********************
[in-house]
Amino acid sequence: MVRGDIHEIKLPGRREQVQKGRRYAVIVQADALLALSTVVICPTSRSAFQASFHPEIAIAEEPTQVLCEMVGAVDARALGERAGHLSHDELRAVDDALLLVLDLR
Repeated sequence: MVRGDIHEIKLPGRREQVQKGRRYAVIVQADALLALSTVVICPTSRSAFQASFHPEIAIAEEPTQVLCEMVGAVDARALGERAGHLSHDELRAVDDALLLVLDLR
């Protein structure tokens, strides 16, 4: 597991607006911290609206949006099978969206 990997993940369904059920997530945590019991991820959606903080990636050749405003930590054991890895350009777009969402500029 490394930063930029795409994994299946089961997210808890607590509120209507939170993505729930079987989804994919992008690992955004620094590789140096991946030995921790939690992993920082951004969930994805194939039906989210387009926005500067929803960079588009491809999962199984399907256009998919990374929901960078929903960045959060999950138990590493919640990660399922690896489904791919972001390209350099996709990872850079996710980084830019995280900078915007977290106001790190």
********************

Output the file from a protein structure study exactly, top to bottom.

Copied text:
[in-house]
Amino acid sequence: MVRGDIHEIKLPGRREQVQKGRRYAVIVQADALLALSTVVICPTSRSAFQASFHPEIAIAEEPTQVLCEMVGAVDARALGERAGHLSHDELRAVDDALLLVLDLR
Repeated sequence: MVRGDIHEIKLPGRREQVQKGRRYAVIVQADALLALSTVVICPTSRSAFQASFHPEIAIAEEPTQVLCEMVGAVDARALGERAGHLSHDELRAVDDALLLVLDLR
């Protein structure tokens, strides 16, 4: 597991607006911290609206949006099978969206 990997993940369904059920997530945590019991991820959606903080990636050749405003930590054991890895350009777009969402500029 490394930063930029795409994994299946089961997210808890607590509120209507939170993505729930079987989804994919992008690992955004620094590789140096991946030995921790939690992993920082951004969930994805194939039906989210387009926005500067929803960079588009491809999962199984399907256009998919990374929901960078929903960045959060999950138990590493919640990660399922690896489904791919972001390209350099996709990872850079996710980084830019995280900078915007977290106001790190």